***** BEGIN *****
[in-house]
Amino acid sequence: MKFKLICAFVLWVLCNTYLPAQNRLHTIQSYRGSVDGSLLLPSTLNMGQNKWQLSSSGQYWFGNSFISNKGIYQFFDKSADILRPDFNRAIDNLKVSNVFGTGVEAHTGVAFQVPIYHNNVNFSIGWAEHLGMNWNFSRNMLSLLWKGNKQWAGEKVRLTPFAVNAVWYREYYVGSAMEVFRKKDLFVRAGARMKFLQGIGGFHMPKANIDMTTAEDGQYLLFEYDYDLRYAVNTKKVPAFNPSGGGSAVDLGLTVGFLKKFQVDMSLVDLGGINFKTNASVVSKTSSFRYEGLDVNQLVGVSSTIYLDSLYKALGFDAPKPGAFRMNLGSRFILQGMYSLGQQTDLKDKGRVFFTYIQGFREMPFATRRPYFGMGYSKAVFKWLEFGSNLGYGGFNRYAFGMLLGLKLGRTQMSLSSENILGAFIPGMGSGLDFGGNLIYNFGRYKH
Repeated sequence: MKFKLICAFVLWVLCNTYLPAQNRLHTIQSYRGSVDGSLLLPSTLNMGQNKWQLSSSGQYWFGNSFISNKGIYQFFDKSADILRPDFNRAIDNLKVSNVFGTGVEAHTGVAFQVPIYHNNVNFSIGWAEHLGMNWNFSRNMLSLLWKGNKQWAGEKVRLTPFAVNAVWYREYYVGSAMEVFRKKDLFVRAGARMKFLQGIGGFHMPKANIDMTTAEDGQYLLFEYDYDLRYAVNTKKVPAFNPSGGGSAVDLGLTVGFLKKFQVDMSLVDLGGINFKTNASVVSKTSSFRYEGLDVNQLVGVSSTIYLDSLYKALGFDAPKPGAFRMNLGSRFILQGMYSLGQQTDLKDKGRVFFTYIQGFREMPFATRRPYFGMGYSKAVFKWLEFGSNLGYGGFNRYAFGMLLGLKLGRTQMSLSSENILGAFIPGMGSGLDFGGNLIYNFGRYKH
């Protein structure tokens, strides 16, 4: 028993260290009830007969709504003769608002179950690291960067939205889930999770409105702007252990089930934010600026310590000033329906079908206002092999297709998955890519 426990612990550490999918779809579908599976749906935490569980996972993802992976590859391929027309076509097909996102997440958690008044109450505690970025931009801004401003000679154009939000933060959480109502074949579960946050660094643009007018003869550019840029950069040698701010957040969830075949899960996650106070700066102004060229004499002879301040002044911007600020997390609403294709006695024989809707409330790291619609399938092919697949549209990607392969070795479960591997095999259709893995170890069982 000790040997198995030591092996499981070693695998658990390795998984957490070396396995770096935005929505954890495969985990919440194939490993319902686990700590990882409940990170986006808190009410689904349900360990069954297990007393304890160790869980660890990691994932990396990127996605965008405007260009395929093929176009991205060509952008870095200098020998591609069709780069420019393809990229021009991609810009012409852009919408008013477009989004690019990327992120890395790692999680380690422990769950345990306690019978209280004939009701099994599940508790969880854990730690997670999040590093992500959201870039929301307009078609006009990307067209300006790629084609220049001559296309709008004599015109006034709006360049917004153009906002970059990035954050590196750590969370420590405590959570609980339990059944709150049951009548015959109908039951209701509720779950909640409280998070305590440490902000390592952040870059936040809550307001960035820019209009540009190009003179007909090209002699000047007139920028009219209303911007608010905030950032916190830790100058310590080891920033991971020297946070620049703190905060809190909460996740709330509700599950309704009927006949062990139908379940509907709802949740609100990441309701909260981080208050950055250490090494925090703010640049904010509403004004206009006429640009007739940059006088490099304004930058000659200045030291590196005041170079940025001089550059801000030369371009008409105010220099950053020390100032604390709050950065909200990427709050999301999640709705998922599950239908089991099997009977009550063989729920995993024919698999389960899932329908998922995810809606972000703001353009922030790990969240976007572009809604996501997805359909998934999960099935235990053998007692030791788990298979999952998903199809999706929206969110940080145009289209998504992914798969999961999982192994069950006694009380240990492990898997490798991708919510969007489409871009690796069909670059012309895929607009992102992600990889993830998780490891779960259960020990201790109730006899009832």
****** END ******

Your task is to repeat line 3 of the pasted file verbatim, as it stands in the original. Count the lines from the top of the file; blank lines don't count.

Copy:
Repeated sequence: MKFKLICAFVLWVLCNTYLPAQNRLHTIQSYRGSVDGSLLLPSTLNMGQNKWQLSSSGQYWFGNSFISNKGIYQFFDKSADILRPDFNRAIDNLKVSNVFGTGVEAHTGVAFQVPIYHNNVNFSIGWAEHLGMNWNFSRNMLSLLWKGNKQWAGEKVRLTPFAVNAVWYREYYVGSAMEVFRKKDLFVRAGARMKFLQGIGGFHMPKANIDMTTAEDGQYLLFEYDYDLRYAVNTKKVPAFNPSGGGSAVDLGLTVGFLKKFQVDMSLVDLGGINFKTNASVVSKTSSFRYEGLDVNQLVGVSSTIYLDSLYKALGFDAPKPGAFRMNLGSRFILQGMYSLGQQTDLKDKGRVFFTYIQGFREMPFATRRPYFGMGYSKAVFKWLEFGSNLGYGGFNRYAFGMLLGLKLGRTQMSLSSENILGAFIPGMGSGLDFGGNLIYNFGRYKH